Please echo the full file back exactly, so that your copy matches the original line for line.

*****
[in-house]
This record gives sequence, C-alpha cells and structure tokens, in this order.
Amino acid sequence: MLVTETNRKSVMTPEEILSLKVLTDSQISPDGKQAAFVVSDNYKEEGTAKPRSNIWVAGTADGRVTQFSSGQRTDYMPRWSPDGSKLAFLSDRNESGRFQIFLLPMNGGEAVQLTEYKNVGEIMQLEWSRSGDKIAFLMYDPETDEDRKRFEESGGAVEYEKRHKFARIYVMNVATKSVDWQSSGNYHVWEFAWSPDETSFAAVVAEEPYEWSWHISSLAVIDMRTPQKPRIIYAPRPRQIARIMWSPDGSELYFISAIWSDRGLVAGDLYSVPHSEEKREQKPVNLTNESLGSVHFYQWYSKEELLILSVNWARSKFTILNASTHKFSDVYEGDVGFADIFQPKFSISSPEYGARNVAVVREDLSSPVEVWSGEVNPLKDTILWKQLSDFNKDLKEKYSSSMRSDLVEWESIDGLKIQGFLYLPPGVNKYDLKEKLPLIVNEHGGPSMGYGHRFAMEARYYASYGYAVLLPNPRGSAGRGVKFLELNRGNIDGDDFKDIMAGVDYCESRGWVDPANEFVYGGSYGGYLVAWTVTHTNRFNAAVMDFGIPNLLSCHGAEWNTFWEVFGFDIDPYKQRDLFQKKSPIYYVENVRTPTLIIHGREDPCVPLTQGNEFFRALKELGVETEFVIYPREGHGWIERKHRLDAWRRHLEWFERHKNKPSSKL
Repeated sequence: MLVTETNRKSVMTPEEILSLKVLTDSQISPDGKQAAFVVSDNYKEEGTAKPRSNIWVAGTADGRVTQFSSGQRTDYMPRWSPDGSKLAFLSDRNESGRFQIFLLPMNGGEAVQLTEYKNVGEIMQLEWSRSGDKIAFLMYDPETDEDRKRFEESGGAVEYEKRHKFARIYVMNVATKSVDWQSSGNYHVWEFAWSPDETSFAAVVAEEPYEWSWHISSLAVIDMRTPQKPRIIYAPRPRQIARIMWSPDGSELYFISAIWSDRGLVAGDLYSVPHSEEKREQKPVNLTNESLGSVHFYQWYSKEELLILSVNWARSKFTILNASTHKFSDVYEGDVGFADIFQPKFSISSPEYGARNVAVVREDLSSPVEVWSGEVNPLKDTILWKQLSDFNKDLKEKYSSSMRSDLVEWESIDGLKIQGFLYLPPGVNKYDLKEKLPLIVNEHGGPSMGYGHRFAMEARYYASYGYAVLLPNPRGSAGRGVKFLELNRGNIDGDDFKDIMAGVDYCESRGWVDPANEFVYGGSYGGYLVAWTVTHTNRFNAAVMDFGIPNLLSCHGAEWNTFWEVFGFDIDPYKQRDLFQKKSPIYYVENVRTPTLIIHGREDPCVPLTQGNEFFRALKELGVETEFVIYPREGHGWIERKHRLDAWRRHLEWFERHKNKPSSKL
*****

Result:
[in-house]
This record gives sequence, C-alpha cells and structure tokens, in this order.
Amino acid sequence: MLVTETNRKSVMTPEEILSLKVLTDSQISPDGKQAAFVVSDNYKEEGTAKPRSNIWVAGTADGRVTQFSSGQRTDYMPRWSPDGSKLAFLSDRNESGRFQIFLLPMNGGEAVQLTEYKNVGEIMQLEWSRSGDKIAFLMYDPETDEDRKRFEESGGAVEYEKRHKFARIYVMNVATKSVDWQSSGNYHVWEFAWSPDETSFAAVVAEEPYEWSWHISSLAVIDMRTPQKPRIIYAPRPRQIARIMWSPDGSELYFISAIWSDRGLVAGDLYSVPHSEEKREQKPVNLTNESLGSVHFYQWYSKEELLILSVNWARSKFTILNASTHKFSDVYEGDVGFADIFQPKFSISSPEYGARNVAVVREDLSSPVEVWSGEVNPLKDTILWKQLSDFNKDLKEKYSSSMRSDLVEWESIDGLKIQGFLYLPPGVNKYDLKEKLPLIVNEHGGPSMGYGHRFAMEARYYASYGYAVLLPNPRGSAGRGVKFLELNRGNIDGDDFKDIMAGVDYCESRGWVDPANEFVYGGSYGGYLVAWTVTHTNRFNAAVMDFGIPNLLSCHGAEWNTFWEVFGFDIDPYKQRDLFQKKSPIYYVENVRTPTLIIHGREDPCVPLTQGNEFFRALKELGVETEFVIYPREGHGWIERKHRLDAWRRHLEWFERHKNKPSSKL
Repeated sequence: MLVTETNRKSVMTPEEILSLKVLTDSQISPDGKQAAFVVSDNYKEEGTAKPRSNIWVAGTADGRVTQFSSGQRTDYMPRWSPDGSKLAFLSDRNESGRFQIFLLPMNGGEAVQLTEYKNVGEIMQLEWSRSGDKIAFLMYDPETDEDRKRFEESGGAVEYEKRHKFARIYVMNVATKSVDWQSSGNYHVWEFAWSPDETSFAAVVAEEPYEWSWHISSLAVIDMRTPQKPRIIYAPRPRQIARIMWSPDGSELYFISAIWSDRGLVAGDLYSVPHSEEKREQKPVNLTNESLGSVHFYQWYSKEELLILSVNWARSKFTILNASTHKFSDVYEGDVGFADIFQPKFSISSPEYGARNVAVVREDLSSPVEVWSGEVNPLKDTILWKQLSDFNKDLKEKYSSSMRSDLVEWESIDGLKIQGFLYLPPGVNKYDLKEKLPLIVNEHGGPSMGYGHRFAMEARYYASYGYAVLLPNPRGSAGRGVKFLELNRGNIDGDDFKDIMAGVDYCESRGWVDPANEFVYGGSYGGYLVAWTVTHTNRFNAAVMDFGIPNLLSCHGAEWNTFWEVFGFDIDPYKQRDLFQKKSPIYYVENVRTPTLIIHGREDPCVPLTQGNEFFRALKELGVETEFVIYPREGHGWIERKHRLDAWRRHLEWFERHKNKPSSKL